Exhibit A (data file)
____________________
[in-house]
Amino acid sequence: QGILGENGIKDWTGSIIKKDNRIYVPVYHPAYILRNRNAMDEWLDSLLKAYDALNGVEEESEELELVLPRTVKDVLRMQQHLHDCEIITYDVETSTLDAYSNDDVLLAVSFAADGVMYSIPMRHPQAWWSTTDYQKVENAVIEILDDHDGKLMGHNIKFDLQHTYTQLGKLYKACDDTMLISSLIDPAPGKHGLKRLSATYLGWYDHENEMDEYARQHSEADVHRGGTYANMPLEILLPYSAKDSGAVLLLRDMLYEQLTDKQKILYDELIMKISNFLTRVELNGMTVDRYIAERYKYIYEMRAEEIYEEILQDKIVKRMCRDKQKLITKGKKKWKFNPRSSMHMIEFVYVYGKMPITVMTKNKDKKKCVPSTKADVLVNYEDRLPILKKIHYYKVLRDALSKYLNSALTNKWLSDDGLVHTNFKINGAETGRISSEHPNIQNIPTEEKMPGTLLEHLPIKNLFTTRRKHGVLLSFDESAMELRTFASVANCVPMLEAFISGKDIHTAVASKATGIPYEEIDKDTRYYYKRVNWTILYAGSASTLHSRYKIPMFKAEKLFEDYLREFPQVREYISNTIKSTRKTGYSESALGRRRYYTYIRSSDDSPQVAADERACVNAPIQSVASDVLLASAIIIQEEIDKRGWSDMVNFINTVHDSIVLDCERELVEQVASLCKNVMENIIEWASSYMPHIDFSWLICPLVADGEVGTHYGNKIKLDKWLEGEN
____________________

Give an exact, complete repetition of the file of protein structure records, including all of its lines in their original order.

[in-house]
Amino acid sequence: QGILGENGIKDWTGSIIKKDNRIYVPVYHPAYILRNRNAMDEWLDSLLKAYDALNGVEEESEELELVLPRTVKDVLRMQQHLHDCEIITYDVETSTLDAYSNDDVLLAVSFAADGVMYSIPMRHPQAWWSTTDYQKVENAVIEILDDHDGKLMGHNIKFDLQHTYTQLGKLYKACDDTMLISSLIDPAPGKHGLKRLSATYLGWYDHENEMDEYARQHSEADVHRGGTYANMPLEILLPYSAKDSGAVLLLRDMLYEQLTDKQKILYDELIMKISNFLTRVELNGMTVDRYIAERYKYIYEMRAEEIYEEILQDKIVKRMCRDKQKLITKGKKKWKFNPRSSMHMIEFVYVYGKMPITVMTKNKDKKKCVPSTKADVLVNYEDRLPILKKIHYYKVLRDALSKYLNSALTNKWLSDDGLVHTNFKINGAETGRISSEHPNIQNIPTEEKMPGTLLEHLPIKNLFTTRRKHGVLLSFDESAMELRTFASVANCVPMLEAFISGKDIHTAVASKATGIPYEEIDKDTRYYYKRVNWTILYAGSASTLHSRYKIPMFKAEKLFEDYLREFPQVREYISNTIKSTRKTGYSESALGRRRYYTYIRSSDDSPQVAADERACVNAPIQSVASDVLLASAIIIQEEIDKRGWSDMVNFINTVHDSIVLDCERELVEQVASLCKNVMENIIEWASSYMPHIDFSWLICPLVADGEVGTHYGNKIKLDKWLEGEN